I loved the Paladin series - forget the author right now.
Gagne’s work is great hack and slash
I also love the work some have done to convert the old D&D modules. I played the U1-U3 series and really enjoyed them and also Against the Giants!
The expansions were good enough that I played thru both twice.

This game is still installed on my machine 3 years after release and I continue to play new mods as they come to my attention. I can see why to some the graphics are a turn off. The combat has been improved with greater control of henchmen and such. I would love to see an NWN 2 with updated graphics and improved combat.

I agree the combat system in ToEE was about as good as traditional turn based D&D can get. But the bugs and crashes prevented me from even completing the campaign.

The premise of Adam Miller’s new module sounds great… Psionic Pirates! Arrr! He’s building it in the NWN engine but it’s just a prototype so that he can more quickly implement it in the dragon age or NWN2 engine.

I didn’t really like that part either at first, but if you think about it, most games that are part of a series do this as with the start of each new game of the series, your character is reset back to level one or some such. And in Demon’s case, it was part of the story for a reason and you do eventually surpass your old level and will find all your old items.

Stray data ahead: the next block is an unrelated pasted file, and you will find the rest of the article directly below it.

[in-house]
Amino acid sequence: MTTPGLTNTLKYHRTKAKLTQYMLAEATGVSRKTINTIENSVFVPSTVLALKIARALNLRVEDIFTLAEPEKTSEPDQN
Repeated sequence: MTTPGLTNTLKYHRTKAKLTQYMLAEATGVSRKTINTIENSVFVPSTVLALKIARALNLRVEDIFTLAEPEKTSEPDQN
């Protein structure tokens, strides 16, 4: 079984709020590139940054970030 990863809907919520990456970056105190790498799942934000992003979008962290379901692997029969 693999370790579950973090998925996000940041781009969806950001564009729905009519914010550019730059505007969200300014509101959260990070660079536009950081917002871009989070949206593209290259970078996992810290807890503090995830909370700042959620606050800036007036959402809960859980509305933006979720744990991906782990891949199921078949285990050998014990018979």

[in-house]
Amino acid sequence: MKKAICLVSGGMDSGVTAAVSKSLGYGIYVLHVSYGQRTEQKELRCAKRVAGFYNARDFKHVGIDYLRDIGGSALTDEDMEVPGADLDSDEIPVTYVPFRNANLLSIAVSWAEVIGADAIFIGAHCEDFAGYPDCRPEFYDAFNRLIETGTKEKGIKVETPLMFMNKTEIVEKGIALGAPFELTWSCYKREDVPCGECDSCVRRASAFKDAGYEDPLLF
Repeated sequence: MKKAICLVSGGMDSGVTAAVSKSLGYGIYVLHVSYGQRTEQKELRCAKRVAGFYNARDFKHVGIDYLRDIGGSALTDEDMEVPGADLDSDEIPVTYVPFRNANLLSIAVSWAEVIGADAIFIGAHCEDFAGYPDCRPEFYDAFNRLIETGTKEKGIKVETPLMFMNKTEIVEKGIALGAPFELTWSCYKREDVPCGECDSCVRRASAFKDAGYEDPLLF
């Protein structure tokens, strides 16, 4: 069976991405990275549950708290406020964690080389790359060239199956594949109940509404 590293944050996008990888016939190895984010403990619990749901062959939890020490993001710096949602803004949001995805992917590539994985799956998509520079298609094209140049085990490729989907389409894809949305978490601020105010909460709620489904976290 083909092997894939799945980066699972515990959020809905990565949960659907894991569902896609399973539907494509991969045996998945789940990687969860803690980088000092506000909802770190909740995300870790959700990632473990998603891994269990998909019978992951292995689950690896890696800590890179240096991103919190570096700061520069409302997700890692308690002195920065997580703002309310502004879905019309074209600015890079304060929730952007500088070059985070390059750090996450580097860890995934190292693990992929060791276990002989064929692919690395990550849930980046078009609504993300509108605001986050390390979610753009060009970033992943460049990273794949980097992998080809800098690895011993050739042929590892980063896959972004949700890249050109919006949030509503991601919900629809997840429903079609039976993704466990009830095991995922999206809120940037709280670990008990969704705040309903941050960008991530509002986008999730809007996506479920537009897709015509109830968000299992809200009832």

Never tried those, I’ll have to look into them. Thanks for the advice.

I’ll have to look into his stuff as well.

Aside from the first Penultima game, I don’t think any of his games were really hack and slash.

It’s on the way. :)

I’ve played a few persistent worlds, but I’ve never taken part of a game ran by a dungeon master. I’d like to try sometime, but I’m terrible at making commitments when it comes to games.

Technically, there were some DMs in the persistent worlds I’ve played on, but they weren’t exactly playing the same role that a PNP dungeon master would be playing.

It’s on the way. :)[/quote]

Obsidian is doing this? I’m actually moderately hopeful now, provided that they get enough time to finish the game.